view of the covenant and what it represents. So in Northern Ireland
this area is particularly sensitive and difficult; if we are talking
about a scorecard we have to take that into account.
When asked about this point in oral evidence, the
Minister told us:
As I am already on the record as having given
evidence to one Select Committee on this matter and been quoted,
I am hardly likely to turn up this afternoon and change my testimony.
In essence I have already given an opinion on that.
28. When we took oral evidence from Edwin Poots MLA,
Minister for Health, Social Services and Public Safety, and Nelson
McCausland MLA, Minister for Social Development, we asked whether
the Armed Forces Covenant had been discussed by the Northern Ireland
Executive, and were told it had not. Mr McCausland said:
The difficulty is that in Northern Ireland we
have a five-party mandatory coalition. [...]There are people within
that Executive who would have a very, very different view from
the one that I hold regarding the armed forces. They would have
a very negative view about the British Army and therefore, for
that particular reason, refuse almost to engage on these issues.
He went on to say:
The way forward on this is much more through
individual Departments delivering for ex-service personnel, rather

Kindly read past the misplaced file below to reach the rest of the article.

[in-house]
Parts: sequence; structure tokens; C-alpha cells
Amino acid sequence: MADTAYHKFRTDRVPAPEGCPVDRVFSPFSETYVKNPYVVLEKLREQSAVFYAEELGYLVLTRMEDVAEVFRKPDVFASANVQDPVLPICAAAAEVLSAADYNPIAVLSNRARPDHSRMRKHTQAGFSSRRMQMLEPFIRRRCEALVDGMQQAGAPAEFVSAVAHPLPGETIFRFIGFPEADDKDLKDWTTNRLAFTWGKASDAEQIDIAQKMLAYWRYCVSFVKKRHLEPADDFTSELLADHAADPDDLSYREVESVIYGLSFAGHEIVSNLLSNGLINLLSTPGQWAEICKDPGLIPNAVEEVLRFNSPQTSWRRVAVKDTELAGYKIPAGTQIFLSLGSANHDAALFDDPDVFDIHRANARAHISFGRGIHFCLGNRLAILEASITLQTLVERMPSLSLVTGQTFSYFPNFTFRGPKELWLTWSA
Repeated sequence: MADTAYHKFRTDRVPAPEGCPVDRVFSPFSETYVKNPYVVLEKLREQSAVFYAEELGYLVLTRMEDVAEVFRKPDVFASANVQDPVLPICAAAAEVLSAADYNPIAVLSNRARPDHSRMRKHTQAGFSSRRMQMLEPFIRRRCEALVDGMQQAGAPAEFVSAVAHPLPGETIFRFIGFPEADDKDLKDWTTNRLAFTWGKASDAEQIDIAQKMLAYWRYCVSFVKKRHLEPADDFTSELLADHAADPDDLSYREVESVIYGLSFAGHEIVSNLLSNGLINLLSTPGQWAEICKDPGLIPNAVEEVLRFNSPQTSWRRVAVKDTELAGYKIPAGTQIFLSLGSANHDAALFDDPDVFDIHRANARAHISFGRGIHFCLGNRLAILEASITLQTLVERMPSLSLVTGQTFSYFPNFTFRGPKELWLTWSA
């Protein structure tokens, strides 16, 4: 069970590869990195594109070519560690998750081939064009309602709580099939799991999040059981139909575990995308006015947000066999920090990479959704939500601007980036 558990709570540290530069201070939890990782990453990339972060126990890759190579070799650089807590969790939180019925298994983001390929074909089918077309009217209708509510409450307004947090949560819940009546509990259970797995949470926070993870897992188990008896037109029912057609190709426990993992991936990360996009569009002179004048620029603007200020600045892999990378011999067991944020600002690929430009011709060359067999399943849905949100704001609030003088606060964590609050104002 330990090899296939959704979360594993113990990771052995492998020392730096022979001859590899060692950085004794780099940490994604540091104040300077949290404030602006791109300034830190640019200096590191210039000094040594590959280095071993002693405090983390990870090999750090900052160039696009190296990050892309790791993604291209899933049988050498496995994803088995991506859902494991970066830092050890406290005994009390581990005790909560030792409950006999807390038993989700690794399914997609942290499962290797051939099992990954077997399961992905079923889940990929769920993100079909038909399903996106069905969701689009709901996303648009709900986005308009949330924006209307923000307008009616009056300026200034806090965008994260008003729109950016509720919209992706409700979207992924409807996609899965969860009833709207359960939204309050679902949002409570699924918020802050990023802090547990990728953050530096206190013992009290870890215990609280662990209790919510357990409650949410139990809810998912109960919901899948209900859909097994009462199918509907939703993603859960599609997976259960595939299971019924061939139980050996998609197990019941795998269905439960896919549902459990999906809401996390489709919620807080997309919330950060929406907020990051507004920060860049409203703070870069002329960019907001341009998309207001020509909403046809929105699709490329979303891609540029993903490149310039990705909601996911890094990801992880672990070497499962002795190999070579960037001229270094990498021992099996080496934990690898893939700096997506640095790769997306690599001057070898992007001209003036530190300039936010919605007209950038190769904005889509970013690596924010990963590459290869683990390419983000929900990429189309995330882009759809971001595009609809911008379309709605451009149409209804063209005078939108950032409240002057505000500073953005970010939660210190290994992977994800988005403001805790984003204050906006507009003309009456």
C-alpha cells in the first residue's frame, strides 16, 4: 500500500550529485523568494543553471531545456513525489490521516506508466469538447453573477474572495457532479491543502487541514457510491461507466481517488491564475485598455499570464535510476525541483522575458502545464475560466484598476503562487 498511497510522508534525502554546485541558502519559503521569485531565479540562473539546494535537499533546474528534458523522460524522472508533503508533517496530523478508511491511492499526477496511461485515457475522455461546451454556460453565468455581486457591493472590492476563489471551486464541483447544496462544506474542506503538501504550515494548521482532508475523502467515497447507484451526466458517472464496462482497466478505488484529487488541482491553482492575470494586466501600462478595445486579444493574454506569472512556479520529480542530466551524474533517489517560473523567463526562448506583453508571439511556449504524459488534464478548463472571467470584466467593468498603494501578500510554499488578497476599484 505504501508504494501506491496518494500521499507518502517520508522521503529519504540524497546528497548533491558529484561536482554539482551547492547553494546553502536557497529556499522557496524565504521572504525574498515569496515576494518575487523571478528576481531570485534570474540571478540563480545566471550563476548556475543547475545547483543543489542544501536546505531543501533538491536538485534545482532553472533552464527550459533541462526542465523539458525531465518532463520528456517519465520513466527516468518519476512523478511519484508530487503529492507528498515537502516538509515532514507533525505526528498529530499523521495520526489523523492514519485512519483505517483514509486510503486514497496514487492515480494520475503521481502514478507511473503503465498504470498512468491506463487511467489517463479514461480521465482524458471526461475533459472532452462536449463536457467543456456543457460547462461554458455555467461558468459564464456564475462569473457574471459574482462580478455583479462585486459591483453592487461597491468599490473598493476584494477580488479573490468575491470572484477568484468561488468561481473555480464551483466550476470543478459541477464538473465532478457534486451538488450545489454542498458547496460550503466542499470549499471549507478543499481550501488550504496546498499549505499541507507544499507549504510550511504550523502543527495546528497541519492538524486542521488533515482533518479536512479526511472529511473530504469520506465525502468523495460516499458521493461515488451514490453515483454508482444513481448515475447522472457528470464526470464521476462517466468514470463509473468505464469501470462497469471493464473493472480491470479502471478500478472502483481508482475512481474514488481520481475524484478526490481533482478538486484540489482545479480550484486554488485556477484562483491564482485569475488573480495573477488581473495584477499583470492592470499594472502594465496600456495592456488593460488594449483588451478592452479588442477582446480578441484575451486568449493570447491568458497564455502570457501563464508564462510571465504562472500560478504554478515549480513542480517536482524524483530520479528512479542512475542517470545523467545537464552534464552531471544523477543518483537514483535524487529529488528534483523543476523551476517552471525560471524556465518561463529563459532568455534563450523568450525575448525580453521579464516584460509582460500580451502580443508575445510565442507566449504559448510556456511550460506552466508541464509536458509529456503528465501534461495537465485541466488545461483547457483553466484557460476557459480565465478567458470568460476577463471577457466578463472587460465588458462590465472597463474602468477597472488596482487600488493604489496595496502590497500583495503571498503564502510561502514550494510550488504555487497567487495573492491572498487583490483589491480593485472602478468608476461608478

than trying to resolve something that I do not think will be resolved,
as those who hold a different view will not change that view.
Therefore, the relevant Departments, whether in regard to housing
or in regard to health, should move forward on that basis. It
is regrettable that it has to be done on that basis, but in practical
terms that is where we are.
29. We invited the First Minister and deputy First
Minister to give evidence to us in relation to this inquiry but,
despite repeated invitations, no representative of the OFMDFM
was forthcoming. However, we did receive a letter from the First
Minister and deputy First Minister in which they said they were
unable to give evidence on the particular date proposed, but said:
We understand that Minister Poots and Minister
McCausland attended a session on 24 April and gave evidence on
our behalf. (Emphasis
We were also reassured by the evidence from Minister